Toronto Sun - - SHOWBIZ -

If you have some free time over this week­end, I sug­gest that you spend it in New Jersey — specif­i­cally, North Cald­well, New Jersey, long­time home of An­thony and Carmela So­prano.

This sum­mer marked the 10th an­niver­sary of the show’s in­fa­mous “blank screen” ending, and so, not hav­ing tuned in for a while, I set my­self the task of watch­ing the en­tire se­ries, in or­der. What be­gan as a project swiftly be­came a labour of love, and then I had to force my­self to slow down, lest I fin­ish too fast.

I had for­got­ten what a truly mag­nif­i­cent work of art showrun­ner David Chase achieved. The So­pra­nos is widely cred­ited with kick­ing off the era of “prestige tele­vi­sion.” It’s easy to see why. The writ­ing was witty yet earthy (re­ally, re­ally earthy), the char­ac­ters were be­liev­able, the act­ing was uni­formly out­stand­ing, and the nar­ra­tive it­self be­gan as en­gross­ing and swiftly be­came com­pelling.

With its cen­tral tale of a trou­bled mob boss see­ing a psy­chi­a­trist to un­der­stand why he suf­fered panic at­tacks and was so an­gry all the time, The So­pra­nos sounds like a dark com­edy. That’s how it was orig­i­nally con­ceived, and even as the story be­gan to get se­ri­ous, the hu­mour was al­ways there. The fam­ily re­la­tion­ships were trag­i­cally fa­mil­iar: Tony and his mon­ster of a mother, Tony and his wily un­cle, Tony and his re­bel­lious chil­dren, and, most im­por­tant, Tony and his wife, who grew in the course of the se­ries from the en­abler who loved the jew­els and large house that her hus­band’s busi­ness pro­vided to the trou­bled, de­fi­ant moral cen­tre of the tale.

The So­pra­nos fa­mously pi­o­neered both the gore and the ex­plicit sex that have become the norm on prestige TV, and pre­cisely be­cause the show was first, all that blood and sex seems a lit­tle tame. The show also pi­o­neered the will­ing­ness to kill off fa­mil­iar and even beloved char­ac­ters, of­ten with no warn­ing, and un­like so much of to­day’s tele­vi­sion, kept on killing them as the end drew near.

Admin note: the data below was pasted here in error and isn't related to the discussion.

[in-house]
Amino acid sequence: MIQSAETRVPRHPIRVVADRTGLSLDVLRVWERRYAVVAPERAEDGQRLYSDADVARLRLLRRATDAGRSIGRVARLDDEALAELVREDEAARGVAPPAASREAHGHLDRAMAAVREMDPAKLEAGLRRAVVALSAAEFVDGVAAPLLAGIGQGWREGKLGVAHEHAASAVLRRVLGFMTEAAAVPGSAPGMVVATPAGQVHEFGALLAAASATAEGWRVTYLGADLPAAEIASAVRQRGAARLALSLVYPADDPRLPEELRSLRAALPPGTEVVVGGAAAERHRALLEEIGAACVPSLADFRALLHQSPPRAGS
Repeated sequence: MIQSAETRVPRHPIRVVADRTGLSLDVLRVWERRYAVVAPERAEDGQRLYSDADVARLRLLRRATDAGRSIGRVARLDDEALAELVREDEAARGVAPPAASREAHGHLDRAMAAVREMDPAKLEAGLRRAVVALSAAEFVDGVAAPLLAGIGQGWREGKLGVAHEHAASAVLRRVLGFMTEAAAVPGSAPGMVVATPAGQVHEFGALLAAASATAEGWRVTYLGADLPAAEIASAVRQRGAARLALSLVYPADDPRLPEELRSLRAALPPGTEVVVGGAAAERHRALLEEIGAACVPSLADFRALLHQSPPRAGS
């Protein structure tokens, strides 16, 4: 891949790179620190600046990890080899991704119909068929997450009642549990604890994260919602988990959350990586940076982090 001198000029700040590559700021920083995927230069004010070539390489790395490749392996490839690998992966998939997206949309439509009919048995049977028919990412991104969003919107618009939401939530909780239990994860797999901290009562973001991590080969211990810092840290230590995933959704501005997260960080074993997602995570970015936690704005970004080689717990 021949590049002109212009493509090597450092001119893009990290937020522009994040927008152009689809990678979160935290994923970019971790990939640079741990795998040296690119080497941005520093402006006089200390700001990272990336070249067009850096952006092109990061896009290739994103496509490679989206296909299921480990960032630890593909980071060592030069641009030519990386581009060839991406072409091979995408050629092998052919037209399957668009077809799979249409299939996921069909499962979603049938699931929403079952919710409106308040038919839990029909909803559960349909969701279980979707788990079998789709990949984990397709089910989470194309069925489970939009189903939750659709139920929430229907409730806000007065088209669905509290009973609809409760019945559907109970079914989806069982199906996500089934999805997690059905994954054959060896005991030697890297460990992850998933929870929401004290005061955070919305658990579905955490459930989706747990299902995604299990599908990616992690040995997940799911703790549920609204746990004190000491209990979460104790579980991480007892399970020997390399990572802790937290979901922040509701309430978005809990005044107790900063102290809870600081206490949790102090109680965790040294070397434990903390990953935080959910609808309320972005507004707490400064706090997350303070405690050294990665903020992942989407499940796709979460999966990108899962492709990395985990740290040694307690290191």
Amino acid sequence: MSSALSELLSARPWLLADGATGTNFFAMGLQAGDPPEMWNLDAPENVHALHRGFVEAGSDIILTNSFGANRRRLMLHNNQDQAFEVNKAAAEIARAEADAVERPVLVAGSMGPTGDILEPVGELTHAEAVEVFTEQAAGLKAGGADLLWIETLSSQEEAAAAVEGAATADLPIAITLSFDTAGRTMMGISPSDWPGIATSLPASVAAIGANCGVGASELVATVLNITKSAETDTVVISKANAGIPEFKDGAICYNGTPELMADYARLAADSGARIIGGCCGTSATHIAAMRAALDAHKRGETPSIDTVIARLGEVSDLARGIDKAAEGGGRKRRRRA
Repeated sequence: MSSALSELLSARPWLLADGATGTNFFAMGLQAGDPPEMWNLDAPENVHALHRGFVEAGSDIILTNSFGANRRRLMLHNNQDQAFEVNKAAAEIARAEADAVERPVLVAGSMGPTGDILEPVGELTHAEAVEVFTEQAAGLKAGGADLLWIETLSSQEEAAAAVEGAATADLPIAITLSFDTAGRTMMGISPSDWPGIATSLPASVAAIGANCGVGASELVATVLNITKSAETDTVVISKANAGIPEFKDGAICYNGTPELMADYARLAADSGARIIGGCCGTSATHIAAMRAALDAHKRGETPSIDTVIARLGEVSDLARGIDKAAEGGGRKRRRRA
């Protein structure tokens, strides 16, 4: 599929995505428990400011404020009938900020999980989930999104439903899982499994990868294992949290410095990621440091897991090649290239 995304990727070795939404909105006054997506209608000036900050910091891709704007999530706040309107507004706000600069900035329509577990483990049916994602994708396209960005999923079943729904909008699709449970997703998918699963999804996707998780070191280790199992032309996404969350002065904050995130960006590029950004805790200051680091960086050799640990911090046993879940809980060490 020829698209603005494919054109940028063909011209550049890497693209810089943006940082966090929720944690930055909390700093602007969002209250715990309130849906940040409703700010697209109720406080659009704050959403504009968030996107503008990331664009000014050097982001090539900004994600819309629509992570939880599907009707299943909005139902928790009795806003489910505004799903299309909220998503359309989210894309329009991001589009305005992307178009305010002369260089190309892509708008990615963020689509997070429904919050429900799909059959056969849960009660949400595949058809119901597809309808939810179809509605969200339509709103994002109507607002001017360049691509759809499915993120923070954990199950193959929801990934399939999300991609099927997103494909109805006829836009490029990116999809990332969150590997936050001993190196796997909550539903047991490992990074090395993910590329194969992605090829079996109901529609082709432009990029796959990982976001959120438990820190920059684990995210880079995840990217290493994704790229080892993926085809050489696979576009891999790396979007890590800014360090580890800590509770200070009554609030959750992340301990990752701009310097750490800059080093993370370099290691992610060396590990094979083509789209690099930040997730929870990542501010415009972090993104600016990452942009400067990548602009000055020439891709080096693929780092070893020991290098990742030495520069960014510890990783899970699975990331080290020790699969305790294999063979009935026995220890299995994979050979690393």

But what cen­trally drove the fan ob­ses­sion was the rich and re­mark­able nar­ra­tive, and the rich and re­mark­able peo­ple who in­hab­ited it. As Tony So­prano, the late James Gan­dolfini gave us as com­plex and fully re­al­ized a char­ac­ter as has ever graced the small screen. He was an enor­mous pres­ence, not just phys­i­cally (al­though he was large and grew larger through the se­ries). Few tele­vi­sion faces have ever been so ex­pres­sive. Tony’s strug­gle to live as the 1950s-style fa­ther he avowedly wanted to be while se­cur­ing his crim­i­nal em­pire against in­ter­nal and ex­ter­nal enemies had us whip­sawed. We rooted for him one mo­ment, only be re­pulsed by his vi­o­lence or phi­lan­der­ing the next.

Fully equal to the chal­lenge of play­ing op­po­site him was Edie Falco, who dur­ing the show’s sev­enyear run won three Em­mys and two Golden Globes for her role as Carmela. It’s as­ton­ish­ing she didn’t win more. Don’t be­lieve me? To see her work in White­caps, Col­lege, Proshai, Livushka or dozens of other episodes is to rec­og­nize that we’re in the pres­ence of one of the finest tele­vi­sion ac­tors ever.

And then there was the spec­tac­u­lar Lor­raine Bracco, who was nom­i­nated along­side Falco for many awards for her por­trayal of Jennifer Melfi, Tony’s ever-pa­tient psy­chi­a­trist who strug­gled with her own fas­ci­na­tion with her pa­tient’s world — and, at the end of the first sea­son, found her­self briefly and fright­en­ingly drawn into it. Her ses­sions with Tony bub­bled with ten­sion and threat, yet one had the sense that un­der her care he was get­ting bet­ter. So per­sua­sive was Bracco’s por­trayal that she re­ceived a spe­cial award from the Amer­i­can Psy­cho­an­a­lytic As­so­ci­a­tion.